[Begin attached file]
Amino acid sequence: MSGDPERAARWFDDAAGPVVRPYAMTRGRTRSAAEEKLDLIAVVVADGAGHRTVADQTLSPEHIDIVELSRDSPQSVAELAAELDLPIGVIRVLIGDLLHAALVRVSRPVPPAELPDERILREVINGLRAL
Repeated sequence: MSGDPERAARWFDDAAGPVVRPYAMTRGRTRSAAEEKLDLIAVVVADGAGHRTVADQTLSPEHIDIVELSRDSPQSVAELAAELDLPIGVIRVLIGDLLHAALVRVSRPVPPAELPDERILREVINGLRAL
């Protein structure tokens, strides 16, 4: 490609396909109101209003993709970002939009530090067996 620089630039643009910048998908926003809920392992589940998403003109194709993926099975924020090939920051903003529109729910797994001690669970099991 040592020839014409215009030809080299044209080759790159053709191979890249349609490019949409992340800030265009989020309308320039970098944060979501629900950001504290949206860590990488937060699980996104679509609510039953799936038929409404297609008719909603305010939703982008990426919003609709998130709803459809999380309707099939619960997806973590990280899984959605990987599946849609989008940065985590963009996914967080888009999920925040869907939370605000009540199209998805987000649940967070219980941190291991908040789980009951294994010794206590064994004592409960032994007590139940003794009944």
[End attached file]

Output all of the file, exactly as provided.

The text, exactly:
Amino acid sequence: MSGDPERAARWFDDAAGPVVRPYAMTRGRTRSAAEEKLDLIAVVVADGAGHRTVADQTLSPEHIDIVELSRDSPQSVAELAAELDLPIGVIRVLIGDLLHAALVRVSRPVPPAELPDERILREVINGLRAL
Repeated sequence: MSGDPERAARWFDDAAGPVVRPYAMTRGRTRSAAEEKLDLIAVVVADGAGHRTVADQTLSPEHIDIVELSRDSPQSVAELAAELDLPIGVIRVLIGDLLHAALVRVSRPVPPAELPDERILREVINGLRAL
């Protein structure tokens, strides 16, 4: 490609396909109101209003993709970002939009530090067996 620089630039643009910048998908926003809920392992589940998403003109194709993926099975924020090939920051903003529109729910797994001690669970099991 040592020839014409215009030809080299044209080759790159053709191979890249349609490019949409992340800030265009989020309308320039970098944060979501629900950001504290949206860590990488937060699980996104679509609510039953799936038929409404297609008719909603305010939703982008990426919003609709998130709803459809999380309707099939619960997806973590990280899984959605990987599946849609989008940065985590963009996914967080888009999920925040869907939370605000009540199209998805987000649940967070219980941190291991908040789980009951294994010794206590064994004592409960032994007590139940003794009944």